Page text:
What Was Hope Hicks Doing on Air Force One?

Sometimes one has to wonder what Trump officials are even thinking anymore. How does a competent legal team allow Hope Hicks, an active witness in the Trump-Russia scandal and someone who has admitted lying to protect the administration under oath, back onto Air Force One?

Former White House communications director Hope Hicks was spotted boarding Air Force One at a New Jersey airport on Saturday ahead of President Donald Trump’s departure for a campaign rally in central Ohio.

Hicks, who was one of the President’s longest-serving aides during the presidential campaign and in the White House, boarded the plane at the Morristown, New Jersey, airport, which is near the Trump Bedminster resort where the President is staying.

Hicks resigned from her White House role in February. Her resignation came a day after she testified before the House Intelligence Committee and said she had told white lies on the job. However, there was no indication that her resignation and the admission to the committee were connected.

Needless to say, this has led various corners of the left to speculate that the president was engaged in witness tampering. There is no proof of this, of course–the reasons for Hicks’ presence could be innocuous, or at least legally defensible.

But remember that these are the same Republicans who screamed bloody murder about Bill Clinton meeting briefly with Loretta Lynch–on an airplane no less. Conservatives gave the Clintons and Lynch no quarter in immediately demanding investigations and accusing them of witness tampering, obstruction of justice, and other crimes–despite the fact that the Clintons possessed no real power over Lynch. Still, the perception of scandal and inappropriate behavior was enough to force Lynch to recuse herself from the case.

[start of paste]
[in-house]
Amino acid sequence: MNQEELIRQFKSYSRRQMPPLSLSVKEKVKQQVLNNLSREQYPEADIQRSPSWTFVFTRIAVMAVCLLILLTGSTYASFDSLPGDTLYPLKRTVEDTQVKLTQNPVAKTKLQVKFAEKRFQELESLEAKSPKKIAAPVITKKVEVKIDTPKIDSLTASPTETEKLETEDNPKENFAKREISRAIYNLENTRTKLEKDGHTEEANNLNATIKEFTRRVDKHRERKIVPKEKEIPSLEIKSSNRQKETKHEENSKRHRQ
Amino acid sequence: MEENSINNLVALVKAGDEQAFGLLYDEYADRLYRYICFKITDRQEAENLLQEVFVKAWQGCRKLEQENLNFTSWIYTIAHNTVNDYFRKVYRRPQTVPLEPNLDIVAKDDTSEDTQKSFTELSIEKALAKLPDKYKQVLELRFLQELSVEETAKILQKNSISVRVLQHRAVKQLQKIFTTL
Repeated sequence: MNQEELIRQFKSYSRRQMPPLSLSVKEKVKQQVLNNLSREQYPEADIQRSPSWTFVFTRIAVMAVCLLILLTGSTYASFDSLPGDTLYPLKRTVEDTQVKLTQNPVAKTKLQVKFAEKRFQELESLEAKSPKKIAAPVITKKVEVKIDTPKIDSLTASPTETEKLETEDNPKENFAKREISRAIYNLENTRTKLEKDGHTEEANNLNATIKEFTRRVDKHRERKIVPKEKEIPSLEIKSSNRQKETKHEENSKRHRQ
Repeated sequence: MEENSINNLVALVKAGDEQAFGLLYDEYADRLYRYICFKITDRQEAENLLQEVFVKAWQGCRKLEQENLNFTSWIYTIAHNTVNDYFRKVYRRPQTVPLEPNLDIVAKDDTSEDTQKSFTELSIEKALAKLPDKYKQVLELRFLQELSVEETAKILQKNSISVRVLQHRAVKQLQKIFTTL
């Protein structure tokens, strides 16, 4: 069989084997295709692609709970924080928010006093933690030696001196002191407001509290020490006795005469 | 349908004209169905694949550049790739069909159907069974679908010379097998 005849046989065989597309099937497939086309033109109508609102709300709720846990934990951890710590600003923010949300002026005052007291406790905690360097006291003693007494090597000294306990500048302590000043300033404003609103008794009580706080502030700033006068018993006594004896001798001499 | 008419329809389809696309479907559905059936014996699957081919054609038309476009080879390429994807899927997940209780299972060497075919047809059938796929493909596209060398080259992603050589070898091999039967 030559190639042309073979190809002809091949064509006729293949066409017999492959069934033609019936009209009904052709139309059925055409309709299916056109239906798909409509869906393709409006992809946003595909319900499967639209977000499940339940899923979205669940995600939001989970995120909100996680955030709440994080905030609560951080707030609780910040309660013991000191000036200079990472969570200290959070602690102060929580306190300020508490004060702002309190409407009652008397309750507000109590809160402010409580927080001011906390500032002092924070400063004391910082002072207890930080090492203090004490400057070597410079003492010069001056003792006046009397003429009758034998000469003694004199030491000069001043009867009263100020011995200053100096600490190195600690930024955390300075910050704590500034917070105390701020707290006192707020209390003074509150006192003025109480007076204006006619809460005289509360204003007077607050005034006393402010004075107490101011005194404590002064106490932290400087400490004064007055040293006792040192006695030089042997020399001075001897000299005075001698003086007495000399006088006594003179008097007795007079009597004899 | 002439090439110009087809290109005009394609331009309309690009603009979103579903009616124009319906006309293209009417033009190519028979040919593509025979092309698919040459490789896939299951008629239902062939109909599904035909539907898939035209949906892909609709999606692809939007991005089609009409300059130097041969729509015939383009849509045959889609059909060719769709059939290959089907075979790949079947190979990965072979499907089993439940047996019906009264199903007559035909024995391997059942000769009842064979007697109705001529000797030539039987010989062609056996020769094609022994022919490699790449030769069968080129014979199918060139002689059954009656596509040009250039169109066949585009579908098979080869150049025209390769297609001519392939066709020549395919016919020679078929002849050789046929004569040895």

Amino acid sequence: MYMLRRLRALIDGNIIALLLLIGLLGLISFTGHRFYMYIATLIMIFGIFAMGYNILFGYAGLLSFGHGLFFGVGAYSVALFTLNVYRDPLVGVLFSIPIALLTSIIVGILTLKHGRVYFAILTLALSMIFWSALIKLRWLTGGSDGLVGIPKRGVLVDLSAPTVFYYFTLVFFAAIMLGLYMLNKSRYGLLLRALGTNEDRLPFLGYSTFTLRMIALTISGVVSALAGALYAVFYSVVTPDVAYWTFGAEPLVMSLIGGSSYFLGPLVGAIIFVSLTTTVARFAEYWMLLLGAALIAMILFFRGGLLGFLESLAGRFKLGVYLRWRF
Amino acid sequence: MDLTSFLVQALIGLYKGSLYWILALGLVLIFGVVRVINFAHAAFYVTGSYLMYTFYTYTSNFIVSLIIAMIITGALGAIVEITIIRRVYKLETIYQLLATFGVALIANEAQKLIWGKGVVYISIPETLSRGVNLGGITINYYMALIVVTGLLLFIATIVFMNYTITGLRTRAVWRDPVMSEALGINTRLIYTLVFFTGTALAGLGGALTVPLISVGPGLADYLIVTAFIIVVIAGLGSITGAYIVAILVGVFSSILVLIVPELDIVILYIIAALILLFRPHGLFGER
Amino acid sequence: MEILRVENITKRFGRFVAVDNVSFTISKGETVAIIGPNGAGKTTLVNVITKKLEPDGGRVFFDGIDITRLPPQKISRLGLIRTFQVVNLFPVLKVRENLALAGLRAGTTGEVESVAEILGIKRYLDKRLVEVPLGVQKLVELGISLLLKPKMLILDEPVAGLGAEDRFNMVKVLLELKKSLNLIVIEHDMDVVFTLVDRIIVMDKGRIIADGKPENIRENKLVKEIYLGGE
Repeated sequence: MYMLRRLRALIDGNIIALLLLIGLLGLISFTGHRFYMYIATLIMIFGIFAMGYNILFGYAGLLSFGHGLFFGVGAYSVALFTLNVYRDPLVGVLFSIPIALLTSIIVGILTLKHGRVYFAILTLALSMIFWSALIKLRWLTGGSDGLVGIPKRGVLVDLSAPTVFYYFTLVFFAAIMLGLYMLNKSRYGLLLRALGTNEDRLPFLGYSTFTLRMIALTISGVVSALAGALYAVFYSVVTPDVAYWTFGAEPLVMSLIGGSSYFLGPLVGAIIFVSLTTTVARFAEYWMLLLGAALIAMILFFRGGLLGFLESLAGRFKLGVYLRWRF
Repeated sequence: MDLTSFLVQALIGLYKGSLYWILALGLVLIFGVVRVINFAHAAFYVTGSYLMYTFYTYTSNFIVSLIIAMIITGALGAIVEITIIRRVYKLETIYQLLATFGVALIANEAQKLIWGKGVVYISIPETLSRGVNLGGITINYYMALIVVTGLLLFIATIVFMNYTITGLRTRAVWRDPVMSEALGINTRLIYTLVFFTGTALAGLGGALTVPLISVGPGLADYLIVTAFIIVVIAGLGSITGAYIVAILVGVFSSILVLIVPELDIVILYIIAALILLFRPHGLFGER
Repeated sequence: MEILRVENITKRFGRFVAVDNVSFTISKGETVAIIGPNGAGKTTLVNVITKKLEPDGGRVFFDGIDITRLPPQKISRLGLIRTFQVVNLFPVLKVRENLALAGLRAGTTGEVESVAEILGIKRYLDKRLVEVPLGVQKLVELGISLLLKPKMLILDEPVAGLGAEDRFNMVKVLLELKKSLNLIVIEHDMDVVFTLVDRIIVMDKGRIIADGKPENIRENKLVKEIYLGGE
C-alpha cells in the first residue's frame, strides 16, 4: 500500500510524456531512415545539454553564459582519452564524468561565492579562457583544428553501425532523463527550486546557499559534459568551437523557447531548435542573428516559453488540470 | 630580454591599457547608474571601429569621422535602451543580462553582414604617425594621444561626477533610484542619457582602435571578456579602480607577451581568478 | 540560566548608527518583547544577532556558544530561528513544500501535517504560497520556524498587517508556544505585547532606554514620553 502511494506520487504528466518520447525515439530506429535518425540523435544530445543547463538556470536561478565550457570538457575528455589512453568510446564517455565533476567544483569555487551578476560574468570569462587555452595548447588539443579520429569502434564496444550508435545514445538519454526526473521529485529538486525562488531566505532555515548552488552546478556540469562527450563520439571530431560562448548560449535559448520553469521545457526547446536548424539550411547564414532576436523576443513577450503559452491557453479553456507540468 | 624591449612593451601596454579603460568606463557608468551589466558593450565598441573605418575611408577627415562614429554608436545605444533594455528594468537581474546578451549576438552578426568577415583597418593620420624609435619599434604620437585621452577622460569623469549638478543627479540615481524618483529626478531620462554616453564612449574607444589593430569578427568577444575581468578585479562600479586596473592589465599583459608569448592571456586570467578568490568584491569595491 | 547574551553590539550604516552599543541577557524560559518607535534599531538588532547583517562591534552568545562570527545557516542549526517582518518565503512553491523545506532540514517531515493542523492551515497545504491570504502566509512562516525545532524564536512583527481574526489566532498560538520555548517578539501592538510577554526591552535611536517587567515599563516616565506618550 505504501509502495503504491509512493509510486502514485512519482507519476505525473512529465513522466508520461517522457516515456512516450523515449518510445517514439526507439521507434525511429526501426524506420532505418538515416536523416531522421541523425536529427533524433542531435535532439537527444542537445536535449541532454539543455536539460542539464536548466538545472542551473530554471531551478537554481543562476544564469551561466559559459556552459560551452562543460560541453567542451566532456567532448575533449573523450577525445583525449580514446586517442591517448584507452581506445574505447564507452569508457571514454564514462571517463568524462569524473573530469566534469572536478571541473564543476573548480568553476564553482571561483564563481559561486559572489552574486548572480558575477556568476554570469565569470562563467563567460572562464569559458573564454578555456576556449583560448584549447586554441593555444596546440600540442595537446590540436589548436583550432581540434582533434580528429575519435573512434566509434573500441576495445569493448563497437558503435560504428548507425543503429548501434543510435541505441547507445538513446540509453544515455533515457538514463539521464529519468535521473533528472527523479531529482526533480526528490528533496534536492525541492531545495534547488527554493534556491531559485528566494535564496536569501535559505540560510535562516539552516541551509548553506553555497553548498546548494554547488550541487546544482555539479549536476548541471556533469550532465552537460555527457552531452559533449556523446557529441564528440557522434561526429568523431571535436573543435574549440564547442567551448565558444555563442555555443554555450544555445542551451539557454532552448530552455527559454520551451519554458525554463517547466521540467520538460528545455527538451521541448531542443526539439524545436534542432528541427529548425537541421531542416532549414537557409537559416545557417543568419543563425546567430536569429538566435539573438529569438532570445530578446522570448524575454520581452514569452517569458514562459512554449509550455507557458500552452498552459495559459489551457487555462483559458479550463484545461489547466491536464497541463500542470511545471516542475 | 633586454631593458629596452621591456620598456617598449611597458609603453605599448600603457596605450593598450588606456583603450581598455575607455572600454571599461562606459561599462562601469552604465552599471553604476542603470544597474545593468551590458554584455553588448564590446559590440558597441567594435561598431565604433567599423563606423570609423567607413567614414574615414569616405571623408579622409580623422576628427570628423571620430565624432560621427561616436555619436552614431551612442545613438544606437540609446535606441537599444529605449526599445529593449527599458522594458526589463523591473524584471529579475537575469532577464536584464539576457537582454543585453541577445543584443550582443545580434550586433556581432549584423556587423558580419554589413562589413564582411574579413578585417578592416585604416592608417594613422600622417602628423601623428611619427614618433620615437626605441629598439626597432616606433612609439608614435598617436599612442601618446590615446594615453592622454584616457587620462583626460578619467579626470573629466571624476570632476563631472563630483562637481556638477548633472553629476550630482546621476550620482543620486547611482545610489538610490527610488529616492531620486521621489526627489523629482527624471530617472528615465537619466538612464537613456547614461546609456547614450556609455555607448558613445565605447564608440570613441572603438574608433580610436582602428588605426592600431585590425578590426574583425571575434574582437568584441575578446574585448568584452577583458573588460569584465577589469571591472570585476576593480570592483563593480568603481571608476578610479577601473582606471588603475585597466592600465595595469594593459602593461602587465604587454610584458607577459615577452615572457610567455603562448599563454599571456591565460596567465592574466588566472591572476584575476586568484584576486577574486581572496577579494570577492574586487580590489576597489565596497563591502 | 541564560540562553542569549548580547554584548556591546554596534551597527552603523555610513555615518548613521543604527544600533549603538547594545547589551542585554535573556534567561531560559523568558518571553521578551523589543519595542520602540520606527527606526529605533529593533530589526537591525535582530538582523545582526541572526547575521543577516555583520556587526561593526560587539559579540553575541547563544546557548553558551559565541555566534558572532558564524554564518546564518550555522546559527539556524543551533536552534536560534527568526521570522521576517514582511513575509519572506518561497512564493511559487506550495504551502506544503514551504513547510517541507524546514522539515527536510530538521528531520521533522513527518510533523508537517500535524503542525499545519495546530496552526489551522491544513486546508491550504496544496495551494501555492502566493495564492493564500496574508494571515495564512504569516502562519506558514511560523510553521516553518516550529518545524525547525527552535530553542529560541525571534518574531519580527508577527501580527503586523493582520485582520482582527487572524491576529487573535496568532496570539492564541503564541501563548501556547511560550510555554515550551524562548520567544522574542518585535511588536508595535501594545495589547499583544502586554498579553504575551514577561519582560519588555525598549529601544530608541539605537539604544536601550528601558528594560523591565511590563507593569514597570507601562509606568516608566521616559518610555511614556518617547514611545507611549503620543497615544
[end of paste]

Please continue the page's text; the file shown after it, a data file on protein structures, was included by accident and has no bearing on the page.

Hicks, by contrast, was a witness for the Mueller investigation and sat for an interview with him. The extent of her cooperation with the probe, or lack thereof, is currently unknown. It is also unknown given her admitted fibbing on behalf of the administration and her close knowledge of its activities throughout the campaign, transition, and early presidency whether she might even face an eventual indictment.

So why in the world would Trump and his team have Hicks come back aboard Air Force One? The dangers would be multiple. Improbable as it may be, there’s at least an outside chance that Hicks could be allied with Mueller. Even if not, if it turns out that Hicks remains a person of interest in the investigation and Trump officials have knowledge of that fact, it allows a new line of inquiry regarding potential witness tampering. At best, it looks really bad and gives the whiff of even more scandal at a time when the administration hardly needs the distraction.

Nor has the administration voluntarily provided any exculpatory rationale for Hicks’ visit.

We shouldn’t automatically jump to conclusions, but we should definitely be demanding answers.

David Atkins

David Atkins is a writer, activist and research professional living in Santa Barbara. He is a contributor to the Washington Monthly's Political Animal and president of The Pollux Group, a qualitative research firm.